Drink of the Week: The Hemingway Daiquiri


As promised last time, this week we have the single most famous daiquiri variation which is named for the single most iconic alcoholic author. Jeffrey Morgenthaler relates one legend behind the drink: Nobel Prize-winning super-author Ernest Hemingway wanted a low-sugar beverage since his array of health problems included diabetes — not to mention depression, a  long history of concussions, and anything else you can think of that excessive drinking might worsen over the long-term while relieving in the short-term. Many believe, however, that it was the even lower sugar Floridita from the last post that Hemingway drank in double-doses (hence the references to these drinks as “Papa Dobles”).

Not the most fun cocktail origin story, but there’s nothing depressing about the actual Hemingway Daiquiri as long as you don’t go Hemingcrazy. It’s a nicely balanced refresher that adds grapefruit juice to the Floridita for a kind of simple perfection.

The Hemingway Daiquiri

2 ounces white rum
¾ ounce fresh lime juice
½ ounce fresh grapefruit juice
½ ounce maraschino liqueur
Lime slice is the usual choice but I like a cocktail cherry


1½ ounces rum
¾ ounce fresh lime juice
¼ ounce fresh grapefruit juice
¼ ounce maraschino liqueur
Garnishes as above

Combine the non-garnish ingredients in a cocktail shaker with lots of ice. Shake vigorously and strain into a chilled cocktail shaker. Forget any bad Hemingway writing impressions – I did that last week – but enjoy the heck out of this one.


For starters, while I think both of the above recipes are good, the first version is the most common one you’ll find online for a reason. It goes down nice and easy and will make few drinkers pucker. The second one, which I swiped from Jeffrey Morganthaler’s video, is for those who like their sours sour – but not to the point of insanity.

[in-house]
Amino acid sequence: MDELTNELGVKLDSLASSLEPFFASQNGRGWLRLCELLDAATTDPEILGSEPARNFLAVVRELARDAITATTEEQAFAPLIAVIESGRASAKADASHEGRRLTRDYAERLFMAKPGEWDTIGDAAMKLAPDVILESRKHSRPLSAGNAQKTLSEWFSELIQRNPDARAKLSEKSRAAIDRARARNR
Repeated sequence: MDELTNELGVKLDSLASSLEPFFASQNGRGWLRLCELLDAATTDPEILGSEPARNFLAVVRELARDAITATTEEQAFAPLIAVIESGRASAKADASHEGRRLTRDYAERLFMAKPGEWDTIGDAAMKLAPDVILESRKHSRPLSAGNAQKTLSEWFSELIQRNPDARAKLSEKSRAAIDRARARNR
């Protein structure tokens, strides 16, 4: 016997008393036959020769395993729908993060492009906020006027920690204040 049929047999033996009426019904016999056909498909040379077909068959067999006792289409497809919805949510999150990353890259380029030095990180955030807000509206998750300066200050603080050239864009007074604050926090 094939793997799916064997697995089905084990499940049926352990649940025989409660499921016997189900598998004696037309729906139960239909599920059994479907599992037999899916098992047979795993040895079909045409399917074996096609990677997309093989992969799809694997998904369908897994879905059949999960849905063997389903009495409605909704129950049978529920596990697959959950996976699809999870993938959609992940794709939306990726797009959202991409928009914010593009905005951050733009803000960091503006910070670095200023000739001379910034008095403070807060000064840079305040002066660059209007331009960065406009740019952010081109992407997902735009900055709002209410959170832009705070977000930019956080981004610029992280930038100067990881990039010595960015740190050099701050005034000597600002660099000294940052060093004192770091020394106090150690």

With the right combination of ingredients, the sweeter Hemingway Daiquiri can be darn near spectacular.  Both drinks are more interesting and full-bodied than the Floridita, which is still a very nice drink.

My rums were Bacardi Superior (a superior deal at $15-$19  for a double-size 1.75-liter bottle), Brugal Extra Dry, as well as white and aged Flor de Cana. As with the Floridita, my maraschinos were Luxardo, the silkier standard, and Lazzaroni, an excellent but simpler liqueur.

I loved using the Brugal – just a couple of bucks more expensive than the other very inexpensive brands. I’m not sure why sometimes the drier rum makes the product taste sweeter and sometimes it makes it taste drier, as you’d expect. This time around, the drinks I made with it were well above average but they were somewhat drier and more bracing. On the other hand, the best overall Hemingway was made with white Flor de Cana, only a couple of bucks pricier than Bacardi, with the silkier sweetness of the Luxardo.

Wanting to see if I could balance out the more sour version of the Hemingway Daiquiri by using the sweeter Flor de Cana 5 Anejo, both I and my in-house guinea pig agreed that the combination produced a drink that tasted completely like grapefruit. Seriously, just grapefruit. It’s a roundabout path to a fancier Greyhound but there you go.


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